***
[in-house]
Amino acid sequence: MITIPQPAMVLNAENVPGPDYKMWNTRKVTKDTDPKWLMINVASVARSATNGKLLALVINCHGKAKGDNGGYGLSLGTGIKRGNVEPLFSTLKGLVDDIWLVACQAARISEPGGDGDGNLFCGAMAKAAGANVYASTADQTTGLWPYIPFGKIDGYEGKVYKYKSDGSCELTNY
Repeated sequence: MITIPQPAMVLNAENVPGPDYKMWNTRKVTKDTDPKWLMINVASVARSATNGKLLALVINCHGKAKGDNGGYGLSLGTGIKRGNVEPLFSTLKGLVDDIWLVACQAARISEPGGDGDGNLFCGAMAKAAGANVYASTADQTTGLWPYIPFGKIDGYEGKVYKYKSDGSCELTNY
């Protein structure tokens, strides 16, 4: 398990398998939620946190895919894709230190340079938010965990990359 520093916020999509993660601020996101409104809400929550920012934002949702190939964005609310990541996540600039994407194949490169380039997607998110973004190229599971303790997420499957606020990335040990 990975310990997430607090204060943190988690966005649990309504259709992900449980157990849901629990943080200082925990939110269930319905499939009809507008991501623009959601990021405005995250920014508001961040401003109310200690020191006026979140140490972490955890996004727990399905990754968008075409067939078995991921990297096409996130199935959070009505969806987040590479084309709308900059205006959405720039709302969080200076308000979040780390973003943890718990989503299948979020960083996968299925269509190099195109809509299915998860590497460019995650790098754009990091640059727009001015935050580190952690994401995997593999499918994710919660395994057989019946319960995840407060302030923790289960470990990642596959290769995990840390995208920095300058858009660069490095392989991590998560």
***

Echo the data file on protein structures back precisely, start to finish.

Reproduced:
[in-house]
Amino acid sequence: MITIPQPAMVLNAENVPGPDYKMWNTRKVTKDTDPKWLMINVASVARSATNGKLLALVINCHGKAKGDNGGYGLSLGTGIKRGNVEPLFSTLKGLVDDIWLVACQAARISEPGGDGDGNLFCGAMAKAAGANVYASTADQTTGLWPYIPFGKIDGYEGKVYKYKSDGSCELTNY
Repeated sequence: MITIPQPAMVLNAENVPGPDYKMWNTRKVTKDTDPKWLMINVASVARSATNGKLLALVINCHGKAKGDNGGYGLSLGTGIKRGNVEPLFSTLKGLVDDIWLVACQAARISEPGGDGDGNLFCGAMAKAAGANVYASTADQTTGLWPYIPFGKIDGYEGKVYKYKSDGSCELTNY
């Protein structure tokens, strides 16, 4: 398990398998939620946190895919894709230190340079938010965990990359 520093916020999509993660601020996101409104809400929550920012934002949702190939964005609310990541996540600039994407194949490169380039997607998110973004190229599971303790997420499957606020990335040990 990975310990997430607090204060943190988690966005649990309504259709992900449980157990849901629990943080200082925990939110269930319905499939009809507008991501623009959601990021405005995250920014508001961040401003109310200690020191006026979140140490972490955890996004727990399905990754968008075409067939078995991921990297096409996130199935959070009505969806987040590479084309709308900059205006959405720039709302969080200076308000979040780390973003943890718990989503299948979020960083996968299925269509190099195109809509299915998860590497460019995650790098754009990091640059727009001015935050580190952690994401995997593999499918994710919660395994057989019946319960995840407060302030923790289960470990990642596959290769995990840390995208920095300058858009660069490095392989991590998560």